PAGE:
Download the SEA circular Country Profile for Thailand for more information


The Philippines is one of the world’s worst offenders on marine plastic pollution, with 0.28 – 0.75 million tonnes per year of plastic entering to oceans from coastal areas in Manila Bay. The country uses almost 60 billion sachets a year (GAIA, March 2020). Economic growth, combined with enhanced production and consumption, is leading to higher waste generation in Philippines.

Causes and challenges

The plastic market in Philippines is above 1283.71 million US$ (2016), with a compounded annual growth rate of 6.11% (forecast for period 2018-2023). Plastic used for packaging is about 48% (2017), with packaging waste the major contributor to marine litter & plastic pollution.  Collection of solid wastes is mostly being managed by the local government unit (LGU). In many areas of the country, local governments lack access to waste collection services and recycling facilities. Where they are available, inefficiencies in collection, transportation, treatment and disposal systems affect wastewater and drainage systems further, leading to marine litter and plastic pollution. 

The country’s urban waste collection services cover a range of 80% to 100% of the area, while the ranges are lower from 40% to 85% at the national level. In squatter areas (informal settlement areas), waste is often not collected at all, leading to illegal dumping. Waste thrown into waterways contributes to frequent flooding in the Metro region. This eventually leaks to the marine environment and have negative impacts on revenue-generating nature-based tourism, as well as on the fishing industry. Fishermen have commented that plastics are smothering coral reefs, resulting in lower fish yields and ecosystem-wide impacts.

Socio-economic trends also indicate an annual population growth rate of 1.5%, forecast to grow to a 125.4 million people in 2030, with more than 60% living along the country’s coastline. The confluence of a growing population, rising incomes and consumption, inadequate infrastructure, and weak regulations combine to put the Philippines high on the list of nations with major waste leakage and plastic pollution problems.

Ways forward

Opportunities exist in the country to develop integrated and comprehensive policies and strategies for plastic waste management. This includes enhancing institutional, technical and financial capacities of Local Government Units (LGUs) to manage municipal solid waste, including packaging waste.

In 2018, the DENR earmarked 1.25 billion PhP (23 million US$) out of a national budget of 27 billion PhP (499 million US$) for the environmental protection programme for clean water, air and solid waste management.
The Philippines aims to promote 60% recovery and recycling of plastic by 2030 and offers opportunities for the private sector for technology transfer and assimilation in plastic waste management, particularly for different plastic waste streams. For example, Polystyrene Packaging Council of the Philippines, a group of 21 foam polystyrene producers, has set up a recycling plant. The Philippine Alliance for Recycling and Materials Sustainability (PARMS), a multi-sectoral coalition composed of top consumer goods companies, also plans to build a 25 million PhP (0.46 million US$) recycling facility for sachets in Metro Manila.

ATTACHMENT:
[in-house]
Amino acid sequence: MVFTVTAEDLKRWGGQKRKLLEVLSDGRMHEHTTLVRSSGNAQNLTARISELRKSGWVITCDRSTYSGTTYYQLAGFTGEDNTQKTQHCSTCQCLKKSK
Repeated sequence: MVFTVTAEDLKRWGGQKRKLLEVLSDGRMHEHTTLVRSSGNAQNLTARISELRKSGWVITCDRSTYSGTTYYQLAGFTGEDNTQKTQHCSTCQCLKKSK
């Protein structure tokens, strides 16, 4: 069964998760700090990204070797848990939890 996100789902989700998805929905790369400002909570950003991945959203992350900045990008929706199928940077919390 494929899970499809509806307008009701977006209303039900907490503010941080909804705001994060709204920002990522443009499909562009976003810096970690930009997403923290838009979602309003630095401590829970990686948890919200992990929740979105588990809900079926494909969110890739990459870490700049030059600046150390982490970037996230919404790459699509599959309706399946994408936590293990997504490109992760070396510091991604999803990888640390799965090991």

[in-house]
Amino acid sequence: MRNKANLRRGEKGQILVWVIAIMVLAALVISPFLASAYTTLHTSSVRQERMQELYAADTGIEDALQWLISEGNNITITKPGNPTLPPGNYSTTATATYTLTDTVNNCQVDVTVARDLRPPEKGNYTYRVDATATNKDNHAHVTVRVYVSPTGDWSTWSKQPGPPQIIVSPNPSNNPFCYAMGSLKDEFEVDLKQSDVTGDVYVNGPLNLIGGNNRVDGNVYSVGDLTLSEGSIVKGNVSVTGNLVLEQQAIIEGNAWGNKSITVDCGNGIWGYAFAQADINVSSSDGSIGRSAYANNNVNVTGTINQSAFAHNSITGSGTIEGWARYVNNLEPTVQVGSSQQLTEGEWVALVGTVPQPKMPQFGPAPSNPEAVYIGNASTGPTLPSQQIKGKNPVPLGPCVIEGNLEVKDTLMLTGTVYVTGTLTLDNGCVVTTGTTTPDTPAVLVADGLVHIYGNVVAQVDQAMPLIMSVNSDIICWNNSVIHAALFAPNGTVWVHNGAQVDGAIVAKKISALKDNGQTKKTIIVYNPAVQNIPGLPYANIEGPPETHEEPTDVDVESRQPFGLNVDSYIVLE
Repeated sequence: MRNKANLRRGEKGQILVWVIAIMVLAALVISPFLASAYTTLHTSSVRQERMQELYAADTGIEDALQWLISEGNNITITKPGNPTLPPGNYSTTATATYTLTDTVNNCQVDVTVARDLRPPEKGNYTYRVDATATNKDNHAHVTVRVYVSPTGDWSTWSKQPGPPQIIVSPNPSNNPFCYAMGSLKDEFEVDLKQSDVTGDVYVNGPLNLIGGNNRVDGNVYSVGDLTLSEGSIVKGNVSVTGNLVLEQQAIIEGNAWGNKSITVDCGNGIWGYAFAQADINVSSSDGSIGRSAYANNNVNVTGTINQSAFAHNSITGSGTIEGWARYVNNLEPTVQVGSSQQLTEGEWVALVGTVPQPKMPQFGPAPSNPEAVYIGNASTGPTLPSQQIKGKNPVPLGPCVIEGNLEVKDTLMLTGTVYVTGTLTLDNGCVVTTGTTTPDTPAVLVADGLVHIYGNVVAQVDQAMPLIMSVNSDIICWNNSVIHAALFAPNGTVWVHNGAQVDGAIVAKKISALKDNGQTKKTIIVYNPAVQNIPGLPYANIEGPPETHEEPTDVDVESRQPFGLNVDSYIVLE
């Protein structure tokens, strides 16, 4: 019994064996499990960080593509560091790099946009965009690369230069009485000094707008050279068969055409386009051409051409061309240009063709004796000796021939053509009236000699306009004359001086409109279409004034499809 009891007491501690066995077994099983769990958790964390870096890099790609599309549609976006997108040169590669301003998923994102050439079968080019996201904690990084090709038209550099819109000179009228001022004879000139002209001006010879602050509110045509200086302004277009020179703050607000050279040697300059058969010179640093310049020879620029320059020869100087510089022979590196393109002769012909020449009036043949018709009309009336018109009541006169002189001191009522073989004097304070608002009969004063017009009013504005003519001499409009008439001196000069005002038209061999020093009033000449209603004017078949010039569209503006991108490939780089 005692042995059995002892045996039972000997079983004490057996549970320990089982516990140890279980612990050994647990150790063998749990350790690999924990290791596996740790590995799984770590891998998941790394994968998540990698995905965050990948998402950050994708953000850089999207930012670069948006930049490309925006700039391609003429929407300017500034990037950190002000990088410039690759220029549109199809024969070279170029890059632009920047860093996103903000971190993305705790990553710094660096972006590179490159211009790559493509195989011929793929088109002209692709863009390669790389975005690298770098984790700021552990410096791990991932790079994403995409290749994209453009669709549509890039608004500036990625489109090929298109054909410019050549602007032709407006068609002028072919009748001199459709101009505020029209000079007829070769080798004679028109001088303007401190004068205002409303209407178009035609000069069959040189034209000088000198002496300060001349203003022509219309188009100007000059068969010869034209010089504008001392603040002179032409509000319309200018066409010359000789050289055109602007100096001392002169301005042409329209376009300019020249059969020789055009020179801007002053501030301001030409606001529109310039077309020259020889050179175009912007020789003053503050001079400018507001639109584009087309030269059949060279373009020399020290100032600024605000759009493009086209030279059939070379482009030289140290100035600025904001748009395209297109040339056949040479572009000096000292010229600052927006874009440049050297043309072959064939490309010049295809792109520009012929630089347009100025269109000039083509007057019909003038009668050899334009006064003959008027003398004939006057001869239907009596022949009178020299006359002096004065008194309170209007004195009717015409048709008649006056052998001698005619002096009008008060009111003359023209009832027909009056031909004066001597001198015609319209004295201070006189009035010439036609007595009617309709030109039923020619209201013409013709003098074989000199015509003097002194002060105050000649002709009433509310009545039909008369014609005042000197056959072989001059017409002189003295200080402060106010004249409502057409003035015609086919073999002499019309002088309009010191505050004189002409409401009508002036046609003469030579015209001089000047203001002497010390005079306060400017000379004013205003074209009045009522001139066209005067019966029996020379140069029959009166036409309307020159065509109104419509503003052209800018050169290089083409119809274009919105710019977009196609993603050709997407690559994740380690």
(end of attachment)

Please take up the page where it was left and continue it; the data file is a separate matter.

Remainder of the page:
Finally, efforts are made to formalise waste picker initiatives as PPP solutions by giving informal recyclers and junk shops concessions to collect or receive materials/ to operate recycling centres (for example in Quezon City).

Download SEA circular Country Profile for the Philippines for more information


Marine litter and plastic pollution is a serious issue in Malaysia. The country is working to enhance collective efforts towards long-term cooperation to address this challenge.

Causes and challenges

Malaysia receives a large amount of illegally traded plastic waste. Domestic enforcement has been stepped up, but the country still needs all Parties to cooperate, to enhance existing legal instruments or through establishing a new global treaty.

Ways forward

At a regional level, Malaysia plays an active role as a member of the Coordinating body of the Seas of East Asia (COBSEA) and the ASEAN working Group on Coastal and Marine Environment. These platforms are useful vehicles to strengthen national work on marine debris and plastic pollution.

National policy-level intervention is also underway, such as the implementation of the ‘Malaysia Roadmap Towards Zero Single Used Plastics, 2018- 2030’ (October 2018).

Malaysia is also seeking opportunities to deploy technologies to address the issue of plastic pollution from enforcement to finding alternatives. Malaysia also recognises that apart from reduce, recycle and reuse, the focus should also be “replace”, which requires the application of new technologies and alternatives such as environment friendly polymers.